But back to George Vella. The president is not accountable to parliament, traditionally barely answerable to public opinion or to the press, and carries enough weight of office to mostly dodge even the inquiries of the judicial system. There they sit above all else, allowed to do so like a constitutional monarch because their responsibilities were limited to those of a constitutional monarch: tea, kiss hands, bow from the neck and fuck off.
But we are seeing the presidency transform in front of our very eyes into a parallel government, an office driven by partisan interests as much as the prime minister’s office but without the bother of answering parliamentary questions or having to handle media enquiries.
In George Vella’s mind this is probably happening for the right reasons. Parliament is near defunct, the leader of opposition sits in opposition to his own party, not the government. And the government is led by a wimp, a weakling placed there by his predecessor with the sole function of preserving that predecessor’s practical immunity from prosecution.
In this veritable governing vacuum, George Vella might be thinking it’s up to him to fill the gap. But the artificiality of all this is what makes the situation so dangerous.
This is power of discretion that George Vella is choosing to wield, stepping out of constitutional lines and making judgements outside his extremely limited authority. He is now deciding on behalf of all of us what constitutes the public interest and whether we’re grown up enough to read letters he has received. His basic assumption is that we aren’t, though he alone, without reference to law or counsel, might decide when we can be shown his burning tablets.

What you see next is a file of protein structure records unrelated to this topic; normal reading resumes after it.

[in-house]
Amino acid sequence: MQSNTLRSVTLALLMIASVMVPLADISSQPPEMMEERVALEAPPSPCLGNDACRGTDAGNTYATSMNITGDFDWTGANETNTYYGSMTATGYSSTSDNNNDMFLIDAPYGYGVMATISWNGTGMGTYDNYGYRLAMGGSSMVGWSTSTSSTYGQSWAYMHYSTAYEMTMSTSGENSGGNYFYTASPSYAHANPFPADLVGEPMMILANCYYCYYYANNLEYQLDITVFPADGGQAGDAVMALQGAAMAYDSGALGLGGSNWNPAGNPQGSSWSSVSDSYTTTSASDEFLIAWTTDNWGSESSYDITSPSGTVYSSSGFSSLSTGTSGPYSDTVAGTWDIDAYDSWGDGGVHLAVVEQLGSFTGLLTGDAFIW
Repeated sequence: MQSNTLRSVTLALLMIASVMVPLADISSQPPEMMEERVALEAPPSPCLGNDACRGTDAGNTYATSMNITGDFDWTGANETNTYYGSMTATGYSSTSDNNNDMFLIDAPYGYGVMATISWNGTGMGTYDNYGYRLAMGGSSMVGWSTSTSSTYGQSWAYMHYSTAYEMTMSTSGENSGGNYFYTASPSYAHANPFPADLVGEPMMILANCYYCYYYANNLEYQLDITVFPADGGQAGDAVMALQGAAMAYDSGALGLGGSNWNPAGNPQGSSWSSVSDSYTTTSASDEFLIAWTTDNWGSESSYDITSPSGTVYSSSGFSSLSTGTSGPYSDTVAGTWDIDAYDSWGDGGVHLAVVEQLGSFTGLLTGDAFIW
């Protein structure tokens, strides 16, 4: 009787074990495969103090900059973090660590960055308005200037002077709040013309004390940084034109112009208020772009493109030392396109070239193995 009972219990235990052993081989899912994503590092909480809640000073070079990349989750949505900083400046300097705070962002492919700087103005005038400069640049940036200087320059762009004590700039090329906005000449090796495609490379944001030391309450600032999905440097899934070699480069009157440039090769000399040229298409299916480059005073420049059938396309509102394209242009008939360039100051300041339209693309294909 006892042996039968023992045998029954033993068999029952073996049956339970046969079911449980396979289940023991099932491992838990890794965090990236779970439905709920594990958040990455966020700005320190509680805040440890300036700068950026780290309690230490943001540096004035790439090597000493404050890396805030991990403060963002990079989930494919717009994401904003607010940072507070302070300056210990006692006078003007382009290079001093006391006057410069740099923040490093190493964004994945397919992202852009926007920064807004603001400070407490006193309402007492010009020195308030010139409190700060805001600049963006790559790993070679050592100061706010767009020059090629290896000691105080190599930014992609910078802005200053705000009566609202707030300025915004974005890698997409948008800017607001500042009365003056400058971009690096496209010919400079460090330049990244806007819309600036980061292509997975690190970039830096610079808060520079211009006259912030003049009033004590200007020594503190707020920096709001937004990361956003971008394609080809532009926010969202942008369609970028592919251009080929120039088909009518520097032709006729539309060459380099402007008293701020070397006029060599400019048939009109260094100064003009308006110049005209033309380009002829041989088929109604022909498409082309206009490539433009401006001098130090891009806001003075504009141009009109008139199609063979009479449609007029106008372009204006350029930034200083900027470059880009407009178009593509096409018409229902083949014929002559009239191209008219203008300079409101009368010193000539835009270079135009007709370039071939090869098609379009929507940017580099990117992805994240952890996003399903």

If the president does not rely on the law to take their decision, they will rely on their whims. Or, as has happened with this letter from Joseph Muscat, the president will choose according to the shared partisan interest of the clan that rules Malta from all the seats of power, elected or usurped.
The president’s decision not to publish Joseph Muscat’s letter started out as a mystery. It went on to become a legal debate. When the letter came out, it looked like yet another absurd scene in this theatre of the meaningless. But after George Vella’s patronising explanation that what he comes to know in office is not for the people’s ears, it has become an assault on our constitutional framework.